C.A.P.E.R. Project: What was it like working with Cosie, John and Biff?  Any memories to share?
Steve Bonino: Great guys.  Very talented and fun to work with.  I have only fond memories of working on the series with all cast members and guests.  Stan Cherry kept things light and professional on the set.

C.P.: What was it like working with veteran actors Robert Emhardt and Robert Lussier?
Steve Bonino: I learned a lot from their acting preparation and ease with developing their characters.  They were very professional, it showed in their performance and was contagious for us newbies.

C.P.: Do you recall any guest stars (the girls in particular) you enjoyed working with on the series?
Steve Bonino: Well, we were all smitten with just about every girl co-star as young, single men will be.  They were all beautiful, talented and cute.  A dangerous mix, I must say.  I never dated any, and don't think any of the other stars did either, however, what do I know what goes on off the set?

I remember Debra Winger being a particularly attractive and talented guest and I recall cast and crew whispering a lot all over the set.  Of course, she went on to be attractive to the whole world with her wonderful career.

C.P.: What was it like working with the songwriters and going into the studio?  Was that your first recording studio experience?  Any memories?
Steve Bonino: I remember being scared, then thrilled in my first pro studio experience.  I don’t recall meeting the songwriters other than Ron Dante who helped a lot in the studio.  He was the voice of the Archies and a main man in the Kirshner stable of talent.  I remember him being very generous and helpful getting vocal performances out of us.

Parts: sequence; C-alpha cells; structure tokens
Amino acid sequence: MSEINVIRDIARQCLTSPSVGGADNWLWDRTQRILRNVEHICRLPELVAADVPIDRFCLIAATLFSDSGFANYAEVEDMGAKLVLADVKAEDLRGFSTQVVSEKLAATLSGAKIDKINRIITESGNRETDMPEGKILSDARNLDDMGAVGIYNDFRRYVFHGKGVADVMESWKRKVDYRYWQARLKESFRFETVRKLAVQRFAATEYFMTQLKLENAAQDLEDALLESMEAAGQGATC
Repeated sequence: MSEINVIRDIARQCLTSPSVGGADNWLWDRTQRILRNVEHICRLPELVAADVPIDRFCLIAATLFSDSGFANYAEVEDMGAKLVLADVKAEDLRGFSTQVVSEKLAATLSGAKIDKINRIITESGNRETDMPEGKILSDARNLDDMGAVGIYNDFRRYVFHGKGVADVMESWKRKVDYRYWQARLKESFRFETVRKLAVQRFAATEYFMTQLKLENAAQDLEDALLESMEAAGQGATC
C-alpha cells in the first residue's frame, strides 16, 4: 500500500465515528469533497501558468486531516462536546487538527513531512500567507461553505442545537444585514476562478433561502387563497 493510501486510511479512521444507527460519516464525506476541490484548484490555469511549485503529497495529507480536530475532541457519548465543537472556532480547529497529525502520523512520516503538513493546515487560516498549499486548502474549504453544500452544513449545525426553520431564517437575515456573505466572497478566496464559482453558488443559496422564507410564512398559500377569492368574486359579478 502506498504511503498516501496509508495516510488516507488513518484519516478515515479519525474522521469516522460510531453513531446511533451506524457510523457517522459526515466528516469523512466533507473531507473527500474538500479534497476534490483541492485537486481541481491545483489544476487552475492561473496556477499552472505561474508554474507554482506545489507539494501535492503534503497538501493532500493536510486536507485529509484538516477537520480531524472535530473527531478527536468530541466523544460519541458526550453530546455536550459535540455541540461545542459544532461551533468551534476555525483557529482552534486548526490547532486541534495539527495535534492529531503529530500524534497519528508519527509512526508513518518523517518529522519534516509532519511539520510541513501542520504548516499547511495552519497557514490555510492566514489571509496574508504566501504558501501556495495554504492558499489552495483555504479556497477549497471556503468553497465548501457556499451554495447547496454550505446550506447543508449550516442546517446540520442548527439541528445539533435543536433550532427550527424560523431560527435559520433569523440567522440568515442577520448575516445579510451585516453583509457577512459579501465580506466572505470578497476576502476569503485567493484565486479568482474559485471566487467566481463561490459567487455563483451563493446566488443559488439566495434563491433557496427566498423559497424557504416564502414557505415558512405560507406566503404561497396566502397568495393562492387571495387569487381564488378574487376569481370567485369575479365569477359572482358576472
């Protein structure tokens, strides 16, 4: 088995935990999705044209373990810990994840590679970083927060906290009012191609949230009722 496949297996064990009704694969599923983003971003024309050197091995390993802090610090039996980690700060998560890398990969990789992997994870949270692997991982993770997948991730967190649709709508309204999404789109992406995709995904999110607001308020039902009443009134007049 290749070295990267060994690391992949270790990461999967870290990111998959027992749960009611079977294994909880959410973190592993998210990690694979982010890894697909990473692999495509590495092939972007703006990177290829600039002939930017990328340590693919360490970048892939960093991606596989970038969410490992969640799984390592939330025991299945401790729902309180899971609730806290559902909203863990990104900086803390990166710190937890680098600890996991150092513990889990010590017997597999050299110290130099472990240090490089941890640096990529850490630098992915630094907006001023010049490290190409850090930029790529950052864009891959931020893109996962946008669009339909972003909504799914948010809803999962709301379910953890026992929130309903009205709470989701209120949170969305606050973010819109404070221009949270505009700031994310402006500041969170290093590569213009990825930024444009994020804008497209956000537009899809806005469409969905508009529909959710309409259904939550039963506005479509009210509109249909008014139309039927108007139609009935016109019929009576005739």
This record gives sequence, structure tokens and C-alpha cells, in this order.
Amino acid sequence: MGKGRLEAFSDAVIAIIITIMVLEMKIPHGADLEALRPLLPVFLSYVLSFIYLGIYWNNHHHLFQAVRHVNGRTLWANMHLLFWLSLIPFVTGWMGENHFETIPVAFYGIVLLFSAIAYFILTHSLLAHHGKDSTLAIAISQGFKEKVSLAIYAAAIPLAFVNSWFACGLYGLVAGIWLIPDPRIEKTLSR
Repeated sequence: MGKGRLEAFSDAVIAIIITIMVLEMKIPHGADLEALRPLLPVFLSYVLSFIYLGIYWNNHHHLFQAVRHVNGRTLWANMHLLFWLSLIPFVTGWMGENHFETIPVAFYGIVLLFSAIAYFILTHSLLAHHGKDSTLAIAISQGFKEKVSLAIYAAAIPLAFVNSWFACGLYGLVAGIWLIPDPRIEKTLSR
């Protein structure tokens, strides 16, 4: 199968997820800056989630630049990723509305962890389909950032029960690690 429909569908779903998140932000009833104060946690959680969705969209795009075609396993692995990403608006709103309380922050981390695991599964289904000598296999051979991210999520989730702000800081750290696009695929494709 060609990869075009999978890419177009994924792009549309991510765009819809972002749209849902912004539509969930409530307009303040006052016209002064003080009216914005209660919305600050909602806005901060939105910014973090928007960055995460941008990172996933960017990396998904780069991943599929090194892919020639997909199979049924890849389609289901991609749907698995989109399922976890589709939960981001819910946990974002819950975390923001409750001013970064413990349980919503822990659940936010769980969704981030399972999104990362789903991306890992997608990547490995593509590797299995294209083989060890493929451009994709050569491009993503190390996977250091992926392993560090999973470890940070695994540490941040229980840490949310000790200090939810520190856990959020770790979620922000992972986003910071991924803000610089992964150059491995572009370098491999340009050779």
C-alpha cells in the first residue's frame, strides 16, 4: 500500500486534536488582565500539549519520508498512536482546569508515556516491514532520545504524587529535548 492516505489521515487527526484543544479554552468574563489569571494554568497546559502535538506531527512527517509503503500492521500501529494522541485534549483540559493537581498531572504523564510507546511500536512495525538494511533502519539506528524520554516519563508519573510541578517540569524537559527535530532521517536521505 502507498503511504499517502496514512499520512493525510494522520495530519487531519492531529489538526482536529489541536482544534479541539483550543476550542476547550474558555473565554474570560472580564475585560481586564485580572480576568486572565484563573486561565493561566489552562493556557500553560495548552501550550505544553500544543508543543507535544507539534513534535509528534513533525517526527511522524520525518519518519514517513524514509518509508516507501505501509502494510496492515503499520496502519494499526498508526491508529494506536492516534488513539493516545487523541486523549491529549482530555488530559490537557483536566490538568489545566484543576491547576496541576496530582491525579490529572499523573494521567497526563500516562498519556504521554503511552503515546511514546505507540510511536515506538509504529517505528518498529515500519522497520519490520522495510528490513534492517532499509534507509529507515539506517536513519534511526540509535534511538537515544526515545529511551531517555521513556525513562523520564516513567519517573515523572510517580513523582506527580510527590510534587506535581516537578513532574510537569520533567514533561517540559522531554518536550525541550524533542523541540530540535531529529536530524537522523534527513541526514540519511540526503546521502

C.P.: It was stated in several articles that you and the other Kids were going to eventually contribute songs to the show.  Did you ever get the chance to run any of your original songs by Don Kirshner?
Steve Bonino: As I mentioned earlier I had songs in the fire, but the show was over too soon.

C.P.: Did you ever go on to record any of the songs you’d written for the show?
Steve Bonino: Other than my voice and guitar demos, no.  I do not have them any longer, but I recall liking them at the time.

C.P.: Was there any talk at all of the Kids from C.A.P.E.R. eventually going on tour or performing live in concert?
Steve Bonino: Without hit singles and a show just taking hold it was premature.  Maybe if we had a second season and a little airplay it might have happened.

C.P.: What was it like working with producer Alan Landsburg and director Stanley Z. Cherry, as well as the rest of the crew on the set?
Steve Bonino: The crew was a hoot.  They were as fun as Stan Cherry was.  It was a very playful set, but professional enough to get the work done.

C.P.: A strictly technical question, but was it a one camera or two camera show?
Steve Bonino: If memory serves it was at least a two camera shoot.

C.P.: At which studio was the show primarily filmed?  Also, do you happen to recall where the exterior opening theme song shots were filmed?
Steve Bonino: Paramount.  They built the C.A.P.E.R. HQ set in one of their studios.  I recall shooting the opening sequence in a park, but I don't recall where.  Just one of many locations we filmed at.

C.P.: Were the locations generally within a certain radius of Paramount studios, though?
Steve Bonino: Not necessarily.  I remember having to travel a bit to get to different locations.

C.P.: How long did it typically take to film one episode?
Steve Bonino: A week per show.  We were on schedule all the way.

C.P.: Any fun memories from filming, both in the studio and on location, which you can share with us?